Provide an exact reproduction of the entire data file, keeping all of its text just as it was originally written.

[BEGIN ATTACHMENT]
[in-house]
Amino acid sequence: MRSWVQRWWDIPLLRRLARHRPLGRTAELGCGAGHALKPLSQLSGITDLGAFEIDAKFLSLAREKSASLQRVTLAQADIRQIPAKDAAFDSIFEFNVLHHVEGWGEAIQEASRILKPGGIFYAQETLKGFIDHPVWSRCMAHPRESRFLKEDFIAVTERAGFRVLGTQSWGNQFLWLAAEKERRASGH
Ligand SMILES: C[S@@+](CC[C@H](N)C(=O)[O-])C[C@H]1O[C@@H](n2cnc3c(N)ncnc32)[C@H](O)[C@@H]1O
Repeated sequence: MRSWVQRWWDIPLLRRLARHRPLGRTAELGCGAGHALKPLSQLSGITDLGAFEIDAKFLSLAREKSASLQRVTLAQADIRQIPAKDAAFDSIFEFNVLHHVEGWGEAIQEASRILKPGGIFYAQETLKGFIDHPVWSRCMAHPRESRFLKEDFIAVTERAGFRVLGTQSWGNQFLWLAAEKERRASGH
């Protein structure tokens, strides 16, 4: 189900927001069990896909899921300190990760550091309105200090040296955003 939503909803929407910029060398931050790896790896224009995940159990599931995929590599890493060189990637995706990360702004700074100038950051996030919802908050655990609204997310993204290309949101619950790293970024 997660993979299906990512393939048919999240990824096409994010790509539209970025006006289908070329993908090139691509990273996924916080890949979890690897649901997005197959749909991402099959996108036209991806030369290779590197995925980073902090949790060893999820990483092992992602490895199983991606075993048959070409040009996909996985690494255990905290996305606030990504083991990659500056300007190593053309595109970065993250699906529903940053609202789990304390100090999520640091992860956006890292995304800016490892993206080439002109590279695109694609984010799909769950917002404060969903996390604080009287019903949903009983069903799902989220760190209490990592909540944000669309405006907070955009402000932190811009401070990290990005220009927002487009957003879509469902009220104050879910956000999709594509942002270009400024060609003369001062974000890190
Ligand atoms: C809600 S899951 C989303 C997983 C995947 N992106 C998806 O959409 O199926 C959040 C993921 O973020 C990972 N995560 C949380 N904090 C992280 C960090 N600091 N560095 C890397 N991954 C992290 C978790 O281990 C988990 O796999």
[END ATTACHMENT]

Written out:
[in-house]
Amino acid sequence: MRSWVQRWWDIPLLRRLARHRPLGRTAELGCGAGHALKPLSQLSGITDLGAFEIDAKFLSLAREKSASLQRVTLAQADIRQIPAKDAAFDSIFEFNVLHHVEGWGEAIQEASRILKPGGIFYAQETLKGFIDHPVWSRCMAHPRESRFLKEDFIAVTERAGFRVLGTQSWGNQFLWLAAEKERRASGH
Ligand SMILES: C[S@@+](CC[C@H](N)C(=O)[O-])C[C@H]1O[C@@H](n2cnc3c(N)ncnc32)[C@H](O)[C@@H]1O
Repeated sequence: MRSWVQRWWDIPLLRRLARHRPLGRTAELGCGAGHALKPLSQLSGITDLGAFEIDAKFLSLAREKSASLQRVTLAQADIRQIPAKDAAFDSIFEFNVLHHVEGWGEAIQEASRILKPGGIFYAQETLKGFIDHPVWSRCMAHPRESRFLKEDFIAVTERAGFRVLGTQSWGNQFLWLAAEKERRASGH
């Protein structure tokens, strides 16, 4: 189900927001069990896909899921300190990760550091309105200090040296955003 939503909803929407910029060398931050790896790896224009995940159990599931995929590599890493060189990637995706990360702004700074100038950051996030919802908050655990609204997310993204290309949101619950790293970024 997660993979299906990512393939048919999240990824096409994010790509539209970025006006289908070329993908090139691509990273996924916080890949979890690897649901997005197959749909991402099959996108036209991806030369290779590197995925980073902090949790060893999820990483092992992602490895199983991606075993048959070409040009996909996985690494255990905290996305606030990504083991990659500056300007190593053309595109970065993250699906529903940053609202789990304390100090999520640091992860956006890292995304800016490892993206080439002109590279695109694609984010799909769950917002404060969903996390604080009287019903949903009983069903799902989220760190209490990592909540944000669309405006907070955009402000932190811009401070990290990005220009927002487009957003879509469902009220104050879910956000999709594509942002270009400024060609003369001062974000890190
Ligand atoms: C809600 S899951 C989303 C997983 C995947 N992106 C998806 O959409 O199926 C959040 C993921 O973020 C990972 N995560 C949380 N904090 C992280 C960090 N600091 N560095 C890397 N991954 C992290 C978790 O281990 C988990 O796999």